BY Doug Farrar 12:29AM 12/05/2010

Numbers Crunched: Panthers all D, no O

Yes, Carolina is 1-10, but Hawks in no position to enjoy a Sunday stroll

Brandon Stokley (15) could be a key underneath target for Matt Hasselbeck (Rod Mar/Seattle Seahawks)

Why are the Carolina Panthers 1-10? In short, their offense is egregiously horrible.

DeAngelo Williams, their leading rusher with 361 yards, hasn’t played since Week 7 and was lost for the season in early November to a sprained foot. The Seahawks’ suddenly sub-par run defense will have to deal with Mike Goodson and Jonathan Stewart as the team’s thunder-and-lightning duo, but with no real aerial threats on this Carolina squad, opposing defenses are stacking the box whenever they want without fear of reprisal.

No Carolina back has enough carries to qualify as a starter in Football Outsiders’ efficiency metrics, but among those secondary characters, Williams, Goodson, and Stewart all rank near the bottom. Carolina’s backs are getting more yards downfield than at or near the line, which is a general indicator that the primary issue is along the front five. The Panthers are getting stuffed (zero or negative yardage) on 20 percent of their running plays, and while that isn’t as bad as Seattle’s 32 percent (the worst in the league), Carolina has no passing factor to make up the difference.

Rookie Jimmy Clausen is the team’s leading passer in the same way that Gregory Walcott was the “lead actor” in the historically bad sci-fi movie “Plan 9 From Outer Space” – it’s pretty much that they’re required by the NFL to suit someone up at the position, and they might as well find out what they have in the guy who used to throw jump balls to Golden Tate at Notre Dame.

Neither Clausen nor Oregon State grad Matt Moore have been able to amass a passer rating anywhere near the league average – the only impressive thing about their numbers is that they are so close to each other in passer rating (Clausen – 55.5/Moore – 55.6). Football Outsiders’ metrics for quarterbacks, which adjust for down, distance and opponent, likes them even less – Moore and Clausen are the two lowest-ranked qualifying quarterbacks in a cumulative sense, and only former Panthers quarterback Jake Delhomme is worse than either in a play-by-play sense.

(Note: Paying Delhomme $7 million guaranteed on a two-year contract may have been the worst quarterback-related move Cleveland Browns czar Mike Holmgren has ever made.)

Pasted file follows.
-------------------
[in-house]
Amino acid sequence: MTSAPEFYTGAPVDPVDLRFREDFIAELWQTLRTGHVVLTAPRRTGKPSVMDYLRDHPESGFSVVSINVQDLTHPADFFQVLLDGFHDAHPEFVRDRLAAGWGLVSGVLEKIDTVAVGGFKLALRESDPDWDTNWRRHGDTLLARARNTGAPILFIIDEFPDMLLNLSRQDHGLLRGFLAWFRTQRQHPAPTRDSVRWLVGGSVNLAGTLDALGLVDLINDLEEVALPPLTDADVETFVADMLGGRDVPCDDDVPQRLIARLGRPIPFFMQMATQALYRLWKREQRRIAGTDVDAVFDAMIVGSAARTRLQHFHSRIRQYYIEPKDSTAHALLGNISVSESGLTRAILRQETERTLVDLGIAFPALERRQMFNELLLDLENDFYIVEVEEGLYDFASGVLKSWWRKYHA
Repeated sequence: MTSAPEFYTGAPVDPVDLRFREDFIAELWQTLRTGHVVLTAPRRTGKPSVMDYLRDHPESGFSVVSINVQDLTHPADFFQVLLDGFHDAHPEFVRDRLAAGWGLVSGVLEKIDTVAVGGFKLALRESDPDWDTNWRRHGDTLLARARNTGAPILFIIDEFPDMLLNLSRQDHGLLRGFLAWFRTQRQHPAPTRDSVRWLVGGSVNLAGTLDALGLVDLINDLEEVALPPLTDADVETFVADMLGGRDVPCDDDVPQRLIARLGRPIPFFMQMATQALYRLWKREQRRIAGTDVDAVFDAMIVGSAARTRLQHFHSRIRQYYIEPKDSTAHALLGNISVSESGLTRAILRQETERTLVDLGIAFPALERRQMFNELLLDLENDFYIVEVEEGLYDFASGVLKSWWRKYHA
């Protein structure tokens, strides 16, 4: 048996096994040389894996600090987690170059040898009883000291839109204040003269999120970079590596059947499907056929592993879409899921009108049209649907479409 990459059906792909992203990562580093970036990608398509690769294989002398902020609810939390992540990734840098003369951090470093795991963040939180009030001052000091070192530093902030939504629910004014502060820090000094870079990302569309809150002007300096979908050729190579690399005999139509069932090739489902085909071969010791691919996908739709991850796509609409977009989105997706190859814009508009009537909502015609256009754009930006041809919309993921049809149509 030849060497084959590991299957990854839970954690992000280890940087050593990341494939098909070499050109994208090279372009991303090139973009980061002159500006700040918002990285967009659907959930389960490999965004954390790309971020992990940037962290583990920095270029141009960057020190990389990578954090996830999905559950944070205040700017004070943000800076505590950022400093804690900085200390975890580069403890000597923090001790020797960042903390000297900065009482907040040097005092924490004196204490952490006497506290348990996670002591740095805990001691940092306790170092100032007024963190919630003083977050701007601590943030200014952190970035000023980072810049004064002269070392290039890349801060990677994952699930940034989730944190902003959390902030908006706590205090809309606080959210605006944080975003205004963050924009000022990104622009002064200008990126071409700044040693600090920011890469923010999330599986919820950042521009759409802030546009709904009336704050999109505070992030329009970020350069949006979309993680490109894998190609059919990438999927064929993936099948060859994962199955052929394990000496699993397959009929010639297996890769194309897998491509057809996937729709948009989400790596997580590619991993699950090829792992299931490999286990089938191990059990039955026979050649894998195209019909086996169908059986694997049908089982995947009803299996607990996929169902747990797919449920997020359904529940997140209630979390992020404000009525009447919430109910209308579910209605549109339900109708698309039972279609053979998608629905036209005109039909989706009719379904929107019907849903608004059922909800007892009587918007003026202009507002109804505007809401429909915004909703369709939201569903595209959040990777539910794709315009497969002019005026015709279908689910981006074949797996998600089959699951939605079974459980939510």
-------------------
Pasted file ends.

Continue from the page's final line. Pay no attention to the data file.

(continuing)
So, we know that Carolina’s offense stinks to high heaven. The problems for the Seahawks could reside on the defensive side of the ball, where the Panthers look league-average at worst and quite good at best. Their front four is decent, but it’s really the back seven of the defense that gives opposing teams fits.

The Panthers rank 14th in FO’s overall defensive metrics, 21st against the run, and 11th against the pass. As we’ve discussed, Carolina runs a base 4-3 with a lot of zone drops – their linebackers tend to cover more than they blitz – and they rely on their front four a lot to make run stops and quarterback pressures. They have just 18 sacks to the 33 they have allowed, and end Charles Johnson leads the crew with 6.5.

Linebacker James Anderson, who is probably the most underrated defensive player in the NFL right now, has prevented more successful pass plays than any other outside linebacker who isn’t primarily a pure pass-rusher in a 3-4 defense. 41 of the 60 running plays in which he’s been involved have fallen short of expected efficiency (45 percent of needed first-down conversion yardage on first down, 60 percent on second down, and 100 percent on third or fourth down), and he’s added five passes defenses, 2.5 sacks, and an interception to his overall total. Matt Hasselbeck recently compared middle linebacker Jon Beason to Patrick Willis, which is about as good as it gets.

The defensive back situation is also great for the Panthers, though it isn’t quite as defined. Richard Marshall is one starting cornerback, and he’s been excellent all season. But Chris Gamble, who has no interceptions all season but eight passes defensed, was benched against the Browns last week for missing a mid-week practice, and replacement Captain Munnerlyn returned an interception 37 yards for a touchdown.

Gamble is expected to start against the Seahawks, but however they do it, Carolina is pretty exceptional against marquee targets – they rank fifth in FO’s metrics against #1 receivers, first against #2 receivers, and fifth against running backs catching passes. Where they are vulnerable is against tight ends – no defense is less efficient against that position – and ancillary receivers.

How best to match up against that defense? Last Sunday, the Browns used Brian Robiskie, a bigger receiver, in quick comebacks and slant combinations to counter the zone drops by the linebackers. To make the zone guys come up in coverage then allows the bigger plays up the seams and over the middle to receivers like Ben Obomanu and Deon Butler, but Carolina can be beaten with the short stuff, and using Mike Williams as a primary underneath YAC target should be a very effective strategy. Expect more short passes to Brandon Stokley, and tight end John Carlson should be able to manage a big day with the right number of targets, as well.

In addition, against an offense that really has no firepower to mount any sort of offensive comeback, the Seahawks would do very well to find ways to re-establish the running game they haven’t had – and will need for a successful stretch run over the final four games.


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